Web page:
Editor's note: In a new feature from Forum News Service, reporter Matthew Guerry will share the life stories of residents of Minnesota or the Dakotas who have died recently. Maybe you don't know them, but their stories are worth knowing. If you have a suggestion for someone to be featured, email mguerry@forumcomm.com or call 651-321-4314.

Drivers like Sandy Hary are few in number.

In the 30-plus years she worked for Reichert Bus Service in Baxter, Minn., she drove just about everything: school buses, paratransit routes, city and county transit lines, motor coach tours, you name it.

"It’s rare to find one person that’s cross-trained in everything and that enjoys it," said LC Baier, Reichert's general manager and Hary's boss for the past 20 years.

And to be sure, from what friends and family members say, Hary enjoyed her work. Just as apparent as her passion for the job was the love she had for the people she met through it.

WDAY logo
listen live
watch live
Newsletter signup for email alerts

Hary, of Nisswa, Minn., died of cancer Dec. 8, 2020, at Essentia-St Joseph’s Medical Center. She was 68.

Sandy Hary
Sandy Hary

Born on Feb. 19, 1952, in Galesburg, Ill., she moved to Minnesota after graduating high school. She became taken with the state after visiting relatives there on a family trip in 1972.

"She liked it so much, she wanted to move up there and stay," her mother, Bonnie Cordle, said.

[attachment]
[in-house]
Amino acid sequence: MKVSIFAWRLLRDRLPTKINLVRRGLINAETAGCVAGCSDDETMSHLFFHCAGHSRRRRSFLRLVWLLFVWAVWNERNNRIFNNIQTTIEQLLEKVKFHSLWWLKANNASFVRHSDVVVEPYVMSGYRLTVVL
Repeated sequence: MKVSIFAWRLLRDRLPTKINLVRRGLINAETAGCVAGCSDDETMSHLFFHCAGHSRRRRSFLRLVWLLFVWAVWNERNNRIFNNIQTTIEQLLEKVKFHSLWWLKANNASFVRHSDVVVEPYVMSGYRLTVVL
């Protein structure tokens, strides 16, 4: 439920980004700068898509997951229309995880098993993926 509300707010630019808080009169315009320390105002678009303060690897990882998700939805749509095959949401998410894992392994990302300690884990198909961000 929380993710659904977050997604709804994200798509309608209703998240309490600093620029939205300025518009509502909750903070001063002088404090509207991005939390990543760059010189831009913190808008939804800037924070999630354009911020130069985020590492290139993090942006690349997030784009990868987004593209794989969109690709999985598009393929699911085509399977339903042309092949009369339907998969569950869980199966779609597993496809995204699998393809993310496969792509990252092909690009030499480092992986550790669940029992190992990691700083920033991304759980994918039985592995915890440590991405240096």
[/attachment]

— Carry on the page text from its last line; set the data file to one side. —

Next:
Hary began driving professionally first as a school bus driver before moving on to other assignments. She was well-liked by her passengers and especially liked to drive for youth athletic teams, according to Baier.

In her spare time, Hary enjoyed fishing and needle craft. Her skill in the latter once earned her a blue ribbon prize for a felt Santa Claus doll she knit.


Her favorite moments on the job were the ones that took her far outside Minnesota. As a motor coach driver, Hary visited every state in the U.S. — a feat she accomplished just a few years ago with a visit to Utah — and ventured into Canada.

Hary's favorite place to see was New York City, which Cordle said she visited numerous times and where she was comfortable driving even in the notoriously dense traffic.

Complimenting Hary's driving skills was what Cordle described as her photographic memory. She had little use for pre-written directions and knew by heart the best places to stop on long-distance drives.

Hary was also an animal lover, having owned several dogs and at least one cat. Two of those dogs now live with her mother.

Hary is survived by her mother, siblings Cheryl Main, Richard Hary and Florence Mullhatten, and by nieces and nephews. She was preceded in death by her father, Ervin Hary, and her brothers Tom and Ervin. You can learn more at her online obituary at memorials.halvorsonjohnson.com.